Frank H Quit Smoking for Good

The group and its leader, certified tobacco treatment specialist Mariana Gomez, didn’t judge. “They were all so supportive,”

A Free Program Available Throughout RWJBarnabas Health Can Boost The Chances of Success.

Giving up smoking is notoriously difficult. But a program through the Institute for Prevention and Recovery (IFPR) at RWJBarnabas Health (RWJBH) can help. Called the Nicotine and Tobacco Recovery Program, the initiative gives smokers hope that they can live healthier lives—and provides tools that lead to lasting success.

Frank Huelster is an example of what program participants can achieve. The 57-year-old Linden resident had smoked since he was about 13. When he finally decided to quit, he was smoking a pack and a half to two packs daily

“Quitting was about my health,” Frank says. “I was having problems breathing. Even walking up six steps left me exhausted.” He had looked into the Nicotine and Tobacco Recovery Program but hesitated to join.

“I was concerned that it was going to be difficult, that I would not follow through and that it would be a failure,” he says. “You make all kinds of excuses and have an argument with your own brain about the right path.”

He finally dropped into an online group meeting. “I really liked the way it was set up,” he says. “I thought, ‘Yeah, this is the time. I’ve got to do it.’”

A Mix of Approaches

The state-funded program—available free throughout the RWJBH system— recognizes the difficulties of smoking cessation, including concerns and stresses that can hold people back.

“We meet people where they are,” says Monica Hanna, MPH, CHES, NCTTP, the Nicotine and Tobacco Recovery Program’s assistant director. “We understand patient needs, break the stigma of addiction and provide support for years to make sure people have tools to prevent relapse.”

A team-based, multifaceted approach mixes group support, coping strategies, stress and weight management, medications (usually combination therapies delivered directly to participants’ homes) and long-term follow-up.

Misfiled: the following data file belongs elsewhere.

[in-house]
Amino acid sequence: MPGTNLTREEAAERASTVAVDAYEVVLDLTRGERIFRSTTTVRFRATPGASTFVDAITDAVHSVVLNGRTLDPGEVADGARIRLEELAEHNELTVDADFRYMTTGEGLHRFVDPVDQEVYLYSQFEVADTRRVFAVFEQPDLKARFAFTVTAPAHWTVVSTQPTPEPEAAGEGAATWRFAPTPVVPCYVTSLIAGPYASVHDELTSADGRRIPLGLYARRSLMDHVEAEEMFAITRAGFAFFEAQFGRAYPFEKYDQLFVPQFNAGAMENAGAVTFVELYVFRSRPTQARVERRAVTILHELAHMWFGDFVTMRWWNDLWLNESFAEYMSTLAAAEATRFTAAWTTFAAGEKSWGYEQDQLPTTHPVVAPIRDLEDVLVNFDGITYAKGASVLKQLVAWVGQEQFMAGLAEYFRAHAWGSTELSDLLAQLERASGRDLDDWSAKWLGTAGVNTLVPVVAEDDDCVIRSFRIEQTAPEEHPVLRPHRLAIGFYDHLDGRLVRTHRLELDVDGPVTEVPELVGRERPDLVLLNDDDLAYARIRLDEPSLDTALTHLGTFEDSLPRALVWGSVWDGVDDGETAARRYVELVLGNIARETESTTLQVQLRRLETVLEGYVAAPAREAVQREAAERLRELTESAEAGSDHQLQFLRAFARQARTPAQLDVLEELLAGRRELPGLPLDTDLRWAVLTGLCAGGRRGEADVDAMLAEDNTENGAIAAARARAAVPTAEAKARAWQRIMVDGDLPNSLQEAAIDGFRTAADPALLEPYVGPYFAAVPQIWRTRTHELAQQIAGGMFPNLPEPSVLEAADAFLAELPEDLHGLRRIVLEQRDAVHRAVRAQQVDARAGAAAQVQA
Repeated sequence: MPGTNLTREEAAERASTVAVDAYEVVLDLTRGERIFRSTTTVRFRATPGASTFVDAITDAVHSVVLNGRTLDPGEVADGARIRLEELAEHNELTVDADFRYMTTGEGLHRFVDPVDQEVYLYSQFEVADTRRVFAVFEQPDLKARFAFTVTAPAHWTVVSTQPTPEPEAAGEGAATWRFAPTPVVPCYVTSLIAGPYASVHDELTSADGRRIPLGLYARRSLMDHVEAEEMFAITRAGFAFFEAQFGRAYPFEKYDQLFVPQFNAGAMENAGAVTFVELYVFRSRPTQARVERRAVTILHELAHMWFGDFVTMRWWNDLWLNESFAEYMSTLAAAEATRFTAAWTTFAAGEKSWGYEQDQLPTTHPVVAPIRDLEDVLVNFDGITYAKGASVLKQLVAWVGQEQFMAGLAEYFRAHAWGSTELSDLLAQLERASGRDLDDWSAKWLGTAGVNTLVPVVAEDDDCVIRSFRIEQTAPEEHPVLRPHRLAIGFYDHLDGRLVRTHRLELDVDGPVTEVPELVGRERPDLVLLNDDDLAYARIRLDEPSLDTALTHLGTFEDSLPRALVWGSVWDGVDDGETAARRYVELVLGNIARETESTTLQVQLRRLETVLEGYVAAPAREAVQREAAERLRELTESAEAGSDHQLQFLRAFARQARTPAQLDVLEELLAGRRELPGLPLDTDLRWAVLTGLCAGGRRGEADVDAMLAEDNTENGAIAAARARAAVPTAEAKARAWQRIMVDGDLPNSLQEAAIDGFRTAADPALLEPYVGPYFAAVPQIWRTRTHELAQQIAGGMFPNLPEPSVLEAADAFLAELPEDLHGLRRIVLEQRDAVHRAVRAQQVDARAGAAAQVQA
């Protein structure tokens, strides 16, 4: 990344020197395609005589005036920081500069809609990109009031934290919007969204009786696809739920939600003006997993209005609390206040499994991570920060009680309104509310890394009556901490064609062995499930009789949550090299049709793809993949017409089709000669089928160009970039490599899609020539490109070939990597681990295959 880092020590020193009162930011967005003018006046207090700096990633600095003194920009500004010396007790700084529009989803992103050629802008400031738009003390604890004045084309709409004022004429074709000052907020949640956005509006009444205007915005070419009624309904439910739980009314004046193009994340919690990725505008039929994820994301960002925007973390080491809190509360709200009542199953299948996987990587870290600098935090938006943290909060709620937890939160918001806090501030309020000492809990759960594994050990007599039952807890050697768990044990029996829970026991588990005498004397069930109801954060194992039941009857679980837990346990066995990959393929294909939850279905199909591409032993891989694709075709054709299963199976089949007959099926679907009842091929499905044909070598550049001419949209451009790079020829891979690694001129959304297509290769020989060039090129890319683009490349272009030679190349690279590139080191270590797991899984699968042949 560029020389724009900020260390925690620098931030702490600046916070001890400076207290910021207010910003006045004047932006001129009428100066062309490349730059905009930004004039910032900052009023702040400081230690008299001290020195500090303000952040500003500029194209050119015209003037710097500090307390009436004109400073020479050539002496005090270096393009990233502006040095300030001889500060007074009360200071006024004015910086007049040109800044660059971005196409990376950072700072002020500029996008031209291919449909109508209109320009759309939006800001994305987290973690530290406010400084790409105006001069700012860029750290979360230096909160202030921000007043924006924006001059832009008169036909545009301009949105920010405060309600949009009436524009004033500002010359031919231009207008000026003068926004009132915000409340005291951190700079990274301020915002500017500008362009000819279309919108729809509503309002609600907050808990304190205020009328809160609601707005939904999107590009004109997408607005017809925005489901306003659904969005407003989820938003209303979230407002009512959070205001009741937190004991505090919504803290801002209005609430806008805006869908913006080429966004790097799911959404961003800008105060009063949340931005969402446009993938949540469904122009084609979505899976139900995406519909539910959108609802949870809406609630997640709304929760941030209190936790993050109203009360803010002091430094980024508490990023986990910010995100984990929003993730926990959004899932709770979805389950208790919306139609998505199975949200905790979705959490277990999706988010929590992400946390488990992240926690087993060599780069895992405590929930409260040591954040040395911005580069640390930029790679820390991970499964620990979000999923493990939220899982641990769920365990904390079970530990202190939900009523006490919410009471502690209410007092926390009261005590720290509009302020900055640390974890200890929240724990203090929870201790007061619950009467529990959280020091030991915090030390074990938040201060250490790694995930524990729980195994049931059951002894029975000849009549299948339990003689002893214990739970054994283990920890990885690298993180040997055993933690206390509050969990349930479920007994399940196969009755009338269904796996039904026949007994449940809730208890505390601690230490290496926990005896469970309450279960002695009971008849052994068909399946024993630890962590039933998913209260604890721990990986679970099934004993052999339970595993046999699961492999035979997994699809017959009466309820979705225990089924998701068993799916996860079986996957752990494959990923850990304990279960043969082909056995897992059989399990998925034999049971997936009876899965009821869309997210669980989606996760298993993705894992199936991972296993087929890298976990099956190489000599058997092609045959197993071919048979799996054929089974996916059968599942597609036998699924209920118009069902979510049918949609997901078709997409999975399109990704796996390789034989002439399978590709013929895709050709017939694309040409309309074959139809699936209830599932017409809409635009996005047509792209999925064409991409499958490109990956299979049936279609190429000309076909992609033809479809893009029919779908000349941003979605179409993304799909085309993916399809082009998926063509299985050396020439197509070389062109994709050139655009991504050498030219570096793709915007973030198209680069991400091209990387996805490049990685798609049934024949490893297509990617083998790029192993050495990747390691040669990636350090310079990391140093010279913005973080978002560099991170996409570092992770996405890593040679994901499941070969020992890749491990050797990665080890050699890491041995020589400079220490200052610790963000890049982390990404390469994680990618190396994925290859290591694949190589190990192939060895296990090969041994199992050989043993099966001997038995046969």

“Of the 70 percent of smokers who want to quit, only 5 to 7 percent are successful on their own,” Hanna says. “But when people join our program, success rates can double or even triple, depending on the patients’ readiness to quit and the integration of behavioral modification techniques.”

Frank especially valued the encouragement and guidance he received in group meetings, which can be attended in eight-week sessions or indefinitely for ongoing support.

Group members helped him get back on track when he relapsed one night. “I woke the next day feeling terrible about myself,” Frank says. The group kept him accountable. “I felt an obligation to be truthful,” he says.

The group and its leader, certified tobacco treatment specialist Mariana Gomez, didn’t judge. “They were all so supportive,” Frank says. “What happened yesterday doesn’t affect what happens today or tomorrow. Since then, I haven’t had a single cigarette.

” That was two years ago. Frank now feels healthier, breathes better and has more confidence. “It’s one of the more difficult things I’ve had to do,” he says. “I really feel I accomplished something.”

Learn more about the Institute for Prevention and Recovery programs at RWJBarnabas Health.